Accessible digital land tenure data for all creates transparency and supports accountability.
Photo: ©giz/Eric Velzing

Can open data help reduce corruption in land governance?

A study commissioned by Deutsche Gesellschaft für Internationale Zusammenarbeit (GIZ) GmbH, titled “The Role of Open Data in Fighting Land Corruption: Evidence, Opportunities and Challenges”, of January 2021 has arrived at new insights into the current data revolution and the important role it can play in attaining sustainable land governance. In particular, it focuses on the impacts achieved by open data information systems and transparency initiatives on the various forms of corruption that affect the land sector.

Land corruption exists in many countries and is influenced by several factors. Analogue and even digital land data may not be accessible for the majority of a population, therewith precluding accountability mechanisms. The level of participation during the collection and updating of land data is often low and does not include marginalised groups. The management of land resources in many countries remains rather weak. Finally, law enforcement often turns a blind eye on corruption in general. Any combination of the above result in weak land governance structures which can be exploited by a few powerful.

The hypothesis of a connection between open data and land corruption is simple. Accessible land tenure data for all creates transparency and supports accountability, and thus reduces land-related corruption overall. The term “open data” is used for the concept of data availability, accessibility and (re)usability for everyone. Experts agree in theory that open data has huge potential in the fight against corruption. In recent years, several pilot projects were implemented to test open data approaches, including in the land sectors. One example of an open data land portal is from the Ministry of Agriculture and Irrigation in Peru.

The results of the study “The Role of Open Data in Fighting Land Corruption: Evidence, Opportunities and Challenges” by Marcello De Maria and Niko Howai show that reality can meet theory and that positive impacts are possible to counteract corruption by using open data in the land sector. Positive technical (e.g. internet) and institutional (e.g. policy) preconditions exist in some countries and can create equal and fair access to the land market. 

Continuous monitoring and evaluation are important to distinguish between potential and actual impact during the implementation of open data projects in the land sector. A wide range of stakeholders with a positive mind-set on the use of open data against corruption have the potential to amplify positive results, the authors of the study note.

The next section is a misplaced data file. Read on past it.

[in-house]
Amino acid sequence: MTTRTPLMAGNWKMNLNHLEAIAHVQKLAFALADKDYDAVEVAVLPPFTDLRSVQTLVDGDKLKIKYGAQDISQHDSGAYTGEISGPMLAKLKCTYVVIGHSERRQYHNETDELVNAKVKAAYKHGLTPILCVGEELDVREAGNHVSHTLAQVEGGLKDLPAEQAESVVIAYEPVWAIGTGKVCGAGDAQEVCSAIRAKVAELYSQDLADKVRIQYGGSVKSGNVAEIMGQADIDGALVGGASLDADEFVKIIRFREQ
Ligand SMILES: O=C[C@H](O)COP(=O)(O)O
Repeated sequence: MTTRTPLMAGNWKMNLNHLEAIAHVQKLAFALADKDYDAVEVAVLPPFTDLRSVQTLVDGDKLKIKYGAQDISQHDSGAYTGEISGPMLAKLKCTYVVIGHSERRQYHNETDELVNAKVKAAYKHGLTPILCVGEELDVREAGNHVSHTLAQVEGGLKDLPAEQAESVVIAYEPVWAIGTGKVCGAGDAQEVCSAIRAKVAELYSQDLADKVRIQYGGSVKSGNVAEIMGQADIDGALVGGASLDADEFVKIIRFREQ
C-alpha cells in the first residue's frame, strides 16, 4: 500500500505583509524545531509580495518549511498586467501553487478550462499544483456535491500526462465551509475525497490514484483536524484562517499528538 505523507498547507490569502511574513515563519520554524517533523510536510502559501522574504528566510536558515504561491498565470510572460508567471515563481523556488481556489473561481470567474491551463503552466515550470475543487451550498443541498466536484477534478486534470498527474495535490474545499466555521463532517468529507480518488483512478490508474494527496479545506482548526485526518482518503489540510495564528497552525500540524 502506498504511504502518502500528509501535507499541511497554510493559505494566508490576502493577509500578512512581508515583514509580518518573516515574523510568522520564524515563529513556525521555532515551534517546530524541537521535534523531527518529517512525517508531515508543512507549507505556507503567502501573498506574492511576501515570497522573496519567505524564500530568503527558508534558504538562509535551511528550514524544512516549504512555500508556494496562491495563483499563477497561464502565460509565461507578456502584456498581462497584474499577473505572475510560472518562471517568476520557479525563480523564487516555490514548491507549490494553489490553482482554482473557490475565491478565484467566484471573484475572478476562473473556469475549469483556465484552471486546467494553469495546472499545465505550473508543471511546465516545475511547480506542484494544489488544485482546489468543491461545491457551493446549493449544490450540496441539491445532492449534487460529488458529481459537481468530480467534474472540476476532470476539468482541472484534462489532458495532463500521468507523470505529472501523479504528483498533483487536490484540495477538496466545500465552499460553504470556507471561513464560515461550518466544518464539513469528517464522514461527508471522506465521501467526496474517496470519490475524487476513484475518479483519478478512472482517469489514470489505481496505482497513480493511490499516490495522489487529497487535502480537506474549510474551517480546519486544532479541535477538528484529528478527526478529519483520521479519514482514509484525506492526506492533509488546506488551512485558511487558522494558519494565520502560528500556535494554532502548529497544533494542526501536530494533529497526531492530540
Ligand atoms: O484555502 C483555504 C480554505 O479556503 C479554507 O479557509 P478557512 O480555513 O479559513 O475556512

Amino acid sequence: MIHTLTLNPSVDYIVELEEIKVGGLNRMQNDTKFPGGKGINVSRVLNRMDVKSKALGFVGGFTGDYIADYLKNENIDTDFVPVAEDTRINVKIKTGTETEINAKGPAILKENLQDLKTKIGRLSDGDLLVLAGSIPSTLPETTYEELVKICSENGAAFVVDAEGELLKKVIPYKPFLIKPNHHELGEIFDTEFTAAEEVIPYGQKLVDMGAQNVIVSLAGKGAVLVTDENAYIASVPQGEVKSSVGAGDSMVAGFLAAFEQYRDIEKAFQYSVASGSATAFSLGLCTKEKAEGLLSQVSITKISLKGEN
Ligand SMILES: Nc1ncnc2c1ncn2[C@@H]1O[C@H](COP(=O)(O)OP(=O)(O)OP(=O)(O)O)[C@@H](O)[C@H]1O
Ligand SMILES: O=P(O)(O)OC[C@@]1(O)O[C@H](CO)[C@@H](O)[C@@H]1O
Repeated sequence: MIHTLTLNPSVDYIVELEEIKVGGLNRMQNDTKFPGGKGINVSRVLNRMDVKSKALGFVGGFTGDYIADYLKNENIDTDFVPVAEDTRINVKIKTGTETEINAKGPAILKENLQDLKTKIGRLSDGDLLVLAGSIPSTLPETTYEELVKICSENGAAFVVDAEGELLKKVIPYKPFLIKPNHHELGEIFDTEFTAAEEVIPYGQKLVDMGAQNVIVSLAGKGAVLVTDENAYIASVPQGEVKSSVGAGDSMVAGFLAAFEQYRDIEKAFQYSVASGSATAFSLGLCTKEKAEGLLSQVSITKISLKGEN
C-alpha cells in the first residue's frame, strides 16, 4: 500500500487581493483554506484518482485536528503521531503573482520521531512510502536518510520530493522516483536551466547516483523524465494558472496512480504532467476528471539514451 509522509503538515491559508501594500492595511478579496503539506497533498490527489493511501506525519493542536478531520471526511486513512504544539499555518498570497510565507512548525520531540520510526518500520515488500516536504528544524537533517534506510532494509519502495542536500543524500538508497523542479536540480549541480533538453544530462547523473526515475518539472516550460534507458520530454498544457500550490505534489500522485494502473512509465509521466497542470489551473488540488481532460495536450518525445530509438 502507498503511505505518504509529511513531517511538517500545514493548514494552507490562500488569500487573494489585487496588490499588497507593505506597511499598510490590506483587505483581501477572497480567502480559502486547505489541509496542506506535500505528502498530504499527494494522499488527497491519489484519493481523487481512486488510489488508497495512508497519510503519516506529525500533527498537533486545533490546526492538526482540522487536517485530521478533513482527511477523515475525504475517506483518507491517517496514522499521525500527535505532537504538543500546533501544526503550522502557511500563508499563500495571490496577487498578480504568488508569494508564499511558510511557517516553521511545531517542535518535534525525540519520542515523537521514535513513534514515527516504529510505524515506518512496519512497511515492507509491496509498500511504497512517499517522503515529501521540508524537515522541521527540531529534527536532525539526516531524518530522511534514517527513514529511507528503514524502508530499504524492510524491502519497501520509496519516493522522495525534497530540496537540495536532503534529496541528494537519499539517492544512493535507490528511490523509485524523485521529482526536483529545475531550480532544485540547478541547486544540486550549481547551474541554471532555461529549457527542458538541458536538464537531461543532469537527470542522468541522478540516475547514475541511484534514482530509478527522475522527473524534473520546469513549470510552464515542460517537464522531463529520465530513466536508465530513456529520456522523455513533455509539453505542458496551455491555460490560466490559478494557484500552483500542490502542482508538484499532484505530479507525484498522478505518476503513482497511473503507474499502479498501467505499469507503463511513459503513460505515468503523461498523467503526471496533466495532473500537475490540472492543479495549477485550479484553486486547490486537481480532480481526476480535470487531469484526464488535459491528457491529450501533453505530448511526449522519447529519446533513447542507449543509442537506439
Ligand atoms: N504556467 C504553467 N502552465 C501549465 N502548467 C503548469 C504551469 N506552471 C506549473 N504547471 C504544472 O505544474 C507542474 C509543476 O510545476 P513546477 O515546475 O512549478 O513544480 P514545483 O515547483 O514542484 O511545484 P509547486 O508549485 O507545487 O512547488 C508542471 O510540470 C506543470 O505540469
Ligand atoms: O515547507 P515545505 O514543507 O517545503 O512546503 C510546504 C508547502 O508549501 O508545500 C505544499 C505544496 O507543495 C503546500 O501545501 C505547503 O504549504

Yet, challenges remain in relation to trade-offs between transparency and data privacy. Undermining data privacy without robust data-policies and strong governance to protect sensitive or personal data is critical for many, warn the authors. 

Another challenge is the low level of access to modern technologies by civil society groups, limiting the benefits of open data principles in relation to secured land-use and ownership rights. In a worst-case scenario, these irresponsible conditions might increase land grabbing. Such developments are critical, and potential negative impacts need to be carefully considered in safeguards for open land data projects.

“Open by default” instead of “closed by default” for all land data


To this end, the study proposes several recommendations on the use of open data with the aim to counteract land corruption. Most countries still follow the principle of “closed by default”, which should change to “open by default” for all land data. 

The study suggests that political will should be supported by the establishment of a functional information infrastructure combined with the necessary legal framework. Land data is important to many stakeholders who should participate during planning and implementation of any open land data intervention. 

All open data projects should protect disadvantaged groups under the do-no-harm principle by improving land policies and strengthening their rights. Project impact on corruption should be closely monitored and evaluated, and in the case of a negative impact, the project design and implementation should be amended. 

The authors conclude that for several years, and not only in the land sector, digital transformation has been accelerating in governance processes, with data as an important factor. Land data is not excluded from this development, and at the same time, land corruption cannot be eliminated through the digitalisation process and the data boost alone. Responsible land governance interventions which integrate open data and digitalisation need hence ensure positive impacts for all with as few trade-offs as possible.

(giz/wi)

For more information: 
GIZ-Anti-Corruption and Integrity
Webinar: The Role of Open Data in the Fight against Land Corruption

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